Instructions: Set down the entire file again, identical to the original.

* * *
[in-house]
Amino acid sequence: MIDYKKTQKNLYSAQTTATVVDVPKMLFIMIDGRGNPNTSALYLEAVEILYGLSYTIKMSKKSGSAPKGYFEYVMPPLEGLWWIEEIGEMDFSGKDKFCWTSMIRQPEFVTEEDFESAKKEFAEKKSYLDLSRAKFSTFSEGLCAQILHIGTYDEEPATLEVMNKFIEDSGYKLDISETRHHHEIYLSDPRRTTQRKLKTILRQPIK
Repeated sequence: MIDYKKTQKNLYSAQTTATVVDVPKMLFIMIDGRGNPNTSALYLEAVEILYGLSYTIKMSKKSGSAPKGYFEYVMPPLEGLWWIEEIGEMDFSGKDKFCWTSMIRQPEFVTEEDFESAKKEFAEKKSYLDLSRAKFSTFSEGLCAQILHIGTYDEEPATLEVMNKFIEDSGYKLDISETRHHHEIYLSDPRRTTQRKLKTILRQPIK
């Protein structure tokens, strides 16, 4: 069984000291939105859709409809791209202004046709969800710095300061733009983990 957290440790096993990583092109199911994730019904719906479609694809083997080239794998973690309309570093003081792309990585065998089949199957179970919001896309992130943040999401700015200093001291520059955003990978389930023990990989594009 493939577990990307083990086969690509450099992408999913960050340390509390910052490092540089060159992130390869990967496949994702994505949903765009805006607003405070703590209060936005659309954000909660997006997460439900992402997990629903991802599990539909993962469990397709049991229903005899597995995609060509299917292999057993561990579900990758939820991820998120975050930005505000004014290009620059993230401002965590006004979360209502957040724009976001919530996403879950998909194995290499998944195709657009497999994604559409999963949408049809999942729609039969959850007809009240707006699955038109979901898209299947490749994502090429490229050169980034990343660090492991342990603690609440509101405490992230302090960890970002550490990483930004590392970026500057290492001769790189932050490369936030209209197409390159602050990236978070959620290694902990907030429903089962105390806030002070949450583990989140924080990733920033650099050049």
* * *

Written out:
[in-house]
Amino acid sequence: MIDYKKTQKNLYSAQTTATVVDVPKMLFIMIDGRGNPNTSALYLEAVEILYGLSYTIKMSKKSGSAPKGYFEYVMPPLEGLWWIEEIGEMDFSGKDKFCWTSMIRQPEFVTEEDFESAKKEFAEKKSYLDLSRAKFSTFSEGLCAQILHIGTYDEEPATLEVMNKFIEDSGYKLDISETRHHHEIYLSDPRRTTQRKLKTILRQPIK
Repeated sequence: MIDYKKTQKNLYSAQTTATVVDVPKMLFIMIDGRGNPNTSALYLEAVEILYGLSYTIKMSKKSGSAPKGYFEYVMPPLEGLWWIEEIGEMDFSGKDKFCWTSMIRQPEFVTEEDFESAKKEFAEKKSYLDLSRAKFSTFSEGLCAQILHIGTYDEEPATLEVMNKFIEDSGYKLDISETRHHHEIYLSDPRRTTQRKLKTILRQPIK
């Protein structure tokens, strides 16, 4: 069984000291939105859709409809791209202004046709969800710095300061733009983990 957290440790096993990583092109199911994730019904719906479609694809083997080239794998973690309309570093003081792309990585065998089949199957179970919001896309992130943040999401700015200093001291520059955003990978389930023990990989594009 493939577990990307083990086969690509450099992408999913960050340390509390910052490092540089060159992130390869990967496949994702994505949903765009805006607003405070703590209060936005659309954000909660997006997460439900992402997990629903991802599990539909993962469990397709049991229903005899597995995609060509299917292999057993561990579900990758939820991820998120975050930005505000004014290009620059993230401002965590006004979360209502957040724009976001919530996403879950998909194995290499998944195709657009497999994604559409999963949408049809999942729609039969959850007809009240707006699955038109979901898209299947490749994502090429490229050169980034990343660090492991342990603690609440509101405490992230302090960890970002550490990483930004590392970026500057290492001769790189932050490369936030209209197409390159602050990236978070959620290694902990907030429903089962105390806030002070949450583990989140924080990733920033650099050049």